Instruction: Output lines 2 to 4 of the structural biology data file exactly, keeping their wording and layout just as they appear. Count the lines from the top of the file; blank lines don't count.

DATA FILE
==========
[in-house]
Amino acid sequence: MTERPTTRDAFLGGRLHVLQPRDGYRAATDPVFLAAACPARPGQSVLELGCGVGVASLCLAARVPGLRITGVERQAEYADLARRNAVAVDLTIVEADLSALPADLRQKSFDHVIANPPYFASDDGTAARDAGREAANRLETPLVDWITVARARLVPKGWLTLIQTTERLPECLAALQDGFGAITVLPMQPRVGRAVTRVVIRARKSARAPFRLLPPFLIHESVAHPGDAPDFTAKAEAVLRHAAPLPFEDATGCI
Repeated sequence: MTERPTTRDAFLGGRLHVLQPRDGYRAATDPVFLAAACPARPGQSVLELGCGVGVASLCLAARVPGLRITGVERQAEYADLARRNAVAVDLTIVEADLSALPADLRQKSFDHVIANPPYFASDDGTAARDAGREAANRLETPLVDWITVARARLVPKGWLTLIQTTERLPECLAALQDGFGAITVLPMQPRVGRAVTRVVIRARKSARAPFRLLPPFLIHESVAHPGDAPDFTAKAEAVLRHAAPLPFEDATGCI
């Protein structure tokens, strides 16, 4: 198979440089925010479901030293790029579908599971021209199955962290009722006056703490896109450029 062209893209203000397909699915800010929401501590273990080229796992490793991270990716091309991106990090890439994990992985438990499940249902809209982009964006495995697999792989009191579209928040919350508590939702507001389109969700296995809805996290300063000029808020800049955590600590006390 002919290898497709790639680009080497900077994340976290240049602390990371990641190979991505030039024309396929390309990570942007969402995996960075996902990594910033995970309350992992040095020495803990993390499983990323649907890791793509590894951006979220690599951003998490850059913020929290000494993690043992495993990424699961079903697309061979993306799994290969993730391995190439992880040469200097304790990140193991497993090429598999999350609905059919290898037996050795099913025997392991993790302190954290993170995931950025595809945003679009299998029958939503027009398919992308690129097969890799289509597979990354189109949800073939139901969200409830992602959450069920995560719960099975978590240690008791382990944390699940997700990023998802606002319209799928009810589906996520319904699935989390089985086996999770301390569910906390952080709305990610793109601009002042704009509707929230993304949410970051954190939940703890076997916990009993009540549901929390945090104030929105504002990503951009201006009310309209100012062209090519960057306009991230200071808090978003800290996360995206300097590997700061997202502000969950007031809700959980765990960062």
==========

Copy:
Amino acid sequence: MTERPTTRDAFLGGRLHVLQPRDGYRAATDPVFLAAACPARPGQSVLELGCGVGVASLCLAARVPGLRITGVERQAEYADLARRNAVAVDLTIVEADLSALPADLRQKSFDHVIANPPYFASDDGTAARDAGREAANRLETPLVDWITVARARLVPKGWLTLIQTTERLPECLAALQDGFGAITVLPMQPRVGRAVTRVVIRARKSARAPFRLLPPFLIHESVAHPGDAPDFTAKAEAVLRHAAPLPFEDATGCI
Repeated sequence: MTERPTTRDAFLGGRLHVLQPRDGYRAATDPVFLAAACPARPGQSVLELGCGVGVASLCLAARVPGLRITGVERQAEYADLARRNAVAVDLTIVEADLSALPADLRQKSFDHVIANPPYFASDDGTAARDAGREAANRLETPLVDWITVARARLVPKGWLTLIQTTERLPECLAALQDGFGAITVLPMQPRVGRAVTRVVIRARKSARAPFRLLPPFLIHESVAHPGDAPDFTAKAEAVLRHAAPLPFEDATGCI
């Protein structure tokens, strides 16, 4: 198979440089925010479901030293790029579908599971021209199955962290009722006056703490896109450029 062209893209203000397909699915800010929401501590273990080229796992490793991270990716091309991106990090890439994990992985438990499940249902809209982009964006495995697999792989009191579209928040919350508590939702507001389109969700296995809805996290300063000029808020800049955590600590006390 002919290898497709790639680009080497900077994340976290240049602390990371990641190979991505030039024309396929390309990570942007969402995996960075996902990594910033995970309350992992040095020495803990993390499983990323649907890791793509590894951006979220690599951003998490850059913020929290000494993690043992495993990424699961079903697309061979993306799994290969993730391995190439992880040469200097304790990140193991497993090429598999999350609905059919290898037996050795099913025997392991993790302190954290993170995931950025595809945003679009299998029958939503027009398919992308690129097969890799289509597979990354189109949800073939139901969200409830992602959450069920995560719960099975978590240690008791382990944390699940997700990023998802606002319209799928009810589906996520319904699935989390089985086996999770301390569910906390952080709305990610793109601009002042704009509707929230993304949410970051954190939940703890076997916990009993009540549901929390945090104030929105504002990503951009201006009310309209100012062209090519960057306009991230200071808090978003800290996360995206300097590997700061997202502000969950007031809700959980765990960062």